That pestilent Buckingham, to gratify his own wounded vanity, had by this time involved the country in war with France, as well as with Spain. For such miserable causes and such miserable creatures are wars sometimes made! But he was destined to do little more mischief in this world. One morning, as he was going out of his house to his carriage, he turned to speak to a certain Colonel FRYER who was with him; and he was violently stabbed with a knife, which the murderer left sticking in his heart. This happened in his hall. He had had angry words up-stairs, just before, with some French gentlemen, who were immediately suspected by his servants, and had a close escape from being set upon and killed. In the midst of the noise, the real murderer, who had gone to the kitchen and might easily have got away, drew his sword and cried out, 'I am the man!' His name was JOHN FELTON, a Protestant and a retired officer in the army. He said he had had no personal ill-will to the Duke, but had killed him as a curse to the country. He had aimed his blow well, for Buckingham had only had time to cry out, 'Villain!' and then he drew out the knife, fell against a table, and died.
The council made a mighty business of examining John Felton about this murder, though it was a plain case enough, one would think. He had come seventy miles to do it, he told them, and he did it for the reason he had declared; if they put him upon the rack, as that noble MARQUIS OF DORSET whom he saw before him, had the goodness to threaten, he gave that marquis warning, that he would accuse HIM as his accomplice! The King was unpleasantly anxious to have him racked, nevertheless; but as the judges now found out that torture was contrary to the law of England - it is a pity they did not make the discovery a little sooner - John Felton was simply executed for the murder he had done. A murder it undoubtedly was, and not in the least to be defended: though he had freed England from one of the most profligate, contemptible, and base court favourites to whom it has ever yielded.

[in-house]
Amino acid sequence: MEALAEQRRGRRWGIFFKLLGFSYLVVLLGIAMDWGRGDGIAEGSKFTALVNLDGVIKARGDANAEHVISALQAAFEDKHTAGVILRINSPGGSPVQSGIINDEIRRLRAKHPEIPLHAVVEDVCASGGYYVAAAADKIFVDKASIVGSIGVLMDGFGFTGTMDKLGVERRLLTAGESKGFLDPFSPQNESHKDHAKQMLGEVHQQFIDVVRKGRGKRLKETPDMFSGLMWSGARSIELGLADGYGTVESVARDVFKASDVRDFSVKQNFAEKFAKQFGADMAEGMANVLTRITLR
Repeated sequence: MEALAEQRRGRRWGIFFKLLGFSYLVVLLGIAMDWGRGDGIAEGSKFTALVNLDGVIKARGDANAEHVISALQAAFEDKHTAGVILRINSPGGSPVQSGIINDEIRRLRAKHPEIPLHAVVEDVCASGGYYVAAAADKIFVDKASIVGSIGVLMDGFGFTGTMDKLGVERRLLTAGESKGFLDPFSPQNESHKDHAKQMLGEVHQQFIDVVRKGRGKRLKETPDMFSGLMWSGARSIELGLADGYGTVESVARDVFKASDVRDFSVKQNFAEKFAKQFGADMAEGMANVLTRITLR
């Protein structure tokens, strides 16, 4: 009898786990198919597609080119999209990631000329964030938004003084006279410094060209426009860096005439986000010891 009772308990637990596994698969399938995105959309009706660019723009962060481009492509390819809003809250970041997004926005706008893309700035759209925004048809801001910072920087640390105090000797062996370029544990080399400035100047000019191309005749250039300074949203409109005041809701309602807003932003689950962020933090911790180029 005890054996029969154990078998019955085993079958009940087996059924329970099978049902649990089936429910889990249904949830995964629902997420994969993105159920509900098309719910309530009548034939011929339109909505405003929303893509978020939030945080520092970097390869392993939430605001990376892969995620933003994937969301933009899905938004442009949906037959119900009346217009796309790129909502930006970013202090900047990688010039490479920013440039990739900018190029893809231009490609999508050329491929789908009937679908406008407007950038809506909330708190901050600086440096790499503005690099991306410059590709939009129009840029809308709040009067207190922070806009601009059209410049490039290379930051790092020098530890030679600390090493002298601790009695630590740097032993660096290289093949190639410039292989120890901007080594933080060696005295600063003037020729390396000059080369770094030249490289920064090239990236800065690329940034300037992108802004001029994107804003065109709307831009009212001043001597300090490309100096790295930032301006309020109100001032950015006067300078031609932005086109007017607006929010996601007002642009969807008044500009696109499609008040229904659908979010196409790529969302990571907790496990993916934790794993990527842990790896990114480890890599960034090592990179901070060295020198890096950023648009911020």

A very different man now arose. This was SIR THOMAS WENTWORTH, a Yorkshire gentleman, who had sat in Parliament for a long time, and who had favoured arbitrary and haughty principles, but who had gone over to the people's side on receiving offence from Buckingham. The King, much wanting such a man - for, besides being naturally favourable to the King's cause, he had great abilities - made him first a Baron, and then a Viscount, and gave him high employment, and won him most completely.
A Parliament, however, was still in existence, and was NOT to be won. On the twentieth of January, one thousand six hundred and twenty-nine, SIR JOHN ELIOT, a great man who had been active in the Petition of Right, brought forward other strong resolutions against the King's chief instruments, and called upon the Speaker to put them to the vote. To this the Speaker answered, 'he was commanded otherwise by the King,' and got up to leave the chair - which, according to the rules of the House of Commons would have obliged it to adjourn without doing anything more - when two members, named Mr. HOLLIS and Mr. VALENTINE, held him down. A scene of great confusion arose among the members; and while many swords were drawn and flashing about, the King, who was kept informed of all that was going on, told the captain of his guard to go down to the House and force the doors. The resolutions were by that time, however, voted, and the House adjourned. Sir John Eliot and those two members who had held the Speaker down, were quickly summoned before the council. As they claimed it to be their privilege not to answer out of Parliament for anything they had said in it, they were committed to the Tower. The King then went down and dissolved the Parliament, in a speech wherein he made mention of these gentlemen as 'Vipers' - which did not do him much good that ever I have heard of.
As they refused to gain their liberty by saying they were sorry for what they had done, the King, always remarkably unforgiving, never overlooked their offence.